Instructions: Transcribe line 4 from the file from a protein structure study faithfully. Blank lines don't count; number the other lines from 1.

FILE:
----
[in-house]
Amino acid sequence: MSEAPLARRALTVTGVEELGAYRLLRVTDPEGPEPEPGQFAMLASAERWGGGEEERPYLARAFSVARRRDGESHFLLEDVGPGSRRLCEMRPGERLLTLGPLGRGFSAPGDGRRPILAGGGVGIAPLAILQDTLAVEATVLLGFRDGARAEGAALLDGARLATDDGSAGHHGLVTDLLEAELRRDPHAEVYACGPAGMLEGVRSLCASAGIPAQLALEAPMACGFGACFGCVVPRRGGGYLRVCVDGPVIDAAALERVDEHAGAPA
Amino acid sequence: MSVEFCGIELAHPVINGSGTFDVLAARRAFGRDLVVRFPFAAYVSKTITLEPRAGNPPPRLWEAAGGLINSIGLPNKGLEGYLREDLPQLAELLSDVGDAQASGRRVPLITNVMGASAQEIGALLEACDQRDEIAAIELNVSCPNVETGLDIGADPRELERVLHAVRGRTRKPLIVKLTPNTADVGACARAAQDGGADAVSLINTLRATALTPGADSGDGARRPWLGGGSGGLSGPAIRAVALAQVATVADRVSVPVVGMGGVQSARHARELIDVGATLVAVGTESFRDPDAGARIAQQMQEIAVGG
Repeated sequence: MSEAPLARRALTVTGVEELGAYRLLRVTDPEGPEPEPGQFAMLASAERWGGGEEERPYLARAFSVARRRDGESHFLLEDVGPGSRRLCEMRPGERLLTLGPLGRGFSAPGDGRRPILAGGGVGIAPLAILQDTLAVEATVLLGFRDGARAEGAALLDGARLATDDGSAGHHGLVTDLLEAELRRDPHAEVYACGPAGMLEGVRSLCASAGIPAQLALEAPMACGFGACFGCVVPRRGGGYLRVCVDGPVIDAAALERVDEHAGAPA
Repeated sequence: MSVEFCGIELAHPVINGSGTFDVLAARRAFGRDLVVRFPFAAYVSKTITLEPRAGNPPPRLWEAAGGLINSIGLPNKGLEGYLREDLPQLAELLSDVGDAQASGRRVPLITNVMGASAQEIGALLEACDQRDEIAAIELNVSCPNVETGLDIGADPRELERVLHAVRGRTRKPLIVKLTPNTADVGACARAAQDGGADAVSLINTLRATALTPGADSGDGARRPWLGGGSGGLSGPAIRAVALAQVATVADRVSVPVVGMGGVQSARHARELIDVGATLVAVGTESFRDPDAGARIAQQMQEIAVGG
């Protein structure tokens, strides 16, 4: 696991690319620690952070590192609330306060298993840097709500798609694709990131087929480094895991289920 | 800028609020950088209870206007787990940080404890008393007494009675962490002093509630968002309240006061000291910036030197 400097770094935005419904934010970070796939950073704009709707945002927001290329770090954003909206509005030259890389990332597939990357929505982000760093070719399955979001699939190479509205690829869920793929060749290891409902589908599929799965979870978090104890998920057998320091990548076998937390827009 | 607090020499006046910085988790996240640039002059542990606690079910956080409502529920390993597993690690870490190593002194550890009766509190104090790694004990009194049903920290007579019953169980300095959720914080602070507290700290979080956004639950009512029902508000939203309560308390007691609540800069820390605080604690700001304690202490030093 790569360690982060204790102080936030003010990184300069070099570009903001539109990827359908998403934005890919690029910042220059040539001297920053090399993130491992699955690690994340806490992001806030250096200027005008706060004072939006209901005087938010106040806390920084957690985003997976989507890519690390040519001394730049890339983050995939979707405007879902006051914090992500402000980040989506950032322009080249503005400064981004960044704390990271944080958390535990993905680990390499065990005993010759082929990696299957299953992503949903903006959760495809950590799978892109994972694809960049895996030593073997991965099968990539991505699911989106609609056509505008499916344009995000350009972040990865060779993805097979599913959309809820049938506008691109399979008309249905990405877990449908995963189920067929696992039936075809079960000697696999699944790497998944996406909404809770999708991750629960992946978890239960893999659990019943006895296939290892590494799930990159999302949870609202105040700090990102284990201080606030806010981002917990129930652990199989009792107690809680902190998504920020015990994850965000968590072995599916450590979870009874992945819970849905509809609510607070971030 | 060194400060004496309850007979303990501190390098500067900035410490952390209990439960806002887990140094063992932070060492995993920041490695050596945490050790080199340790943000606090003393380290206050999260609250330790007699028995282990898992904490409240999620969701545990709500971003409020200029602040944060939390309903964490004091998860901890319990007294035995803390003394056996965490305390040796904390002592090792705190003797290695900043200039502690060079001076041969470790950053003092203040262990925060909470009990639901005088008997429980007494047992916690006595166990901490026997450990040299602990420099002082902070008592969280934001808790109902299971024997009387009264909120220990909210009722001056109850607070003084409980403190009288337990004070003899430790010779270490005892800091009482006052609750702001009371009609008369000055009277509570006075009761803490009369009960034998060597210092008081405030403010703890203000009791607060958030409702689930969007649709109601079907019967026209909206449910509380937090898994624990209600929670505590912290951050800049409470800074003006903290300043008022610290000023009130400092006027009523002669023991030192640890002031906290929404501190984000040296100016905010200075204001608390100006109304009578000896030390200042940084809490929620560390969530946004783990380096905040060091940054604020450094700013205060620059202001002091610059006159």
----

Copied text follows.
Repeated sequence: MSEAPLARRALTVTGVEELGAYRLLRVTDPEGPEPEPGQFAMLASAERWGGGEEERPYLARAFSVARRRDGESHFLLEDVGPGSRRLCEMRPGERLLTLGPLGRGFSAPGDGRRPILAGGGVGIAPLAILQDTLAVEATVLLGFRDGARAEGAALLDGARLATDDGSAGHHGLVTDLLEAELRRDPHAEVYACGPAGMLEGVRSLCASAGIPAQLALEAPMACGFGACFGCVVPRRGGGYLRVCVDGPVIDAAALERVDEHAGAPA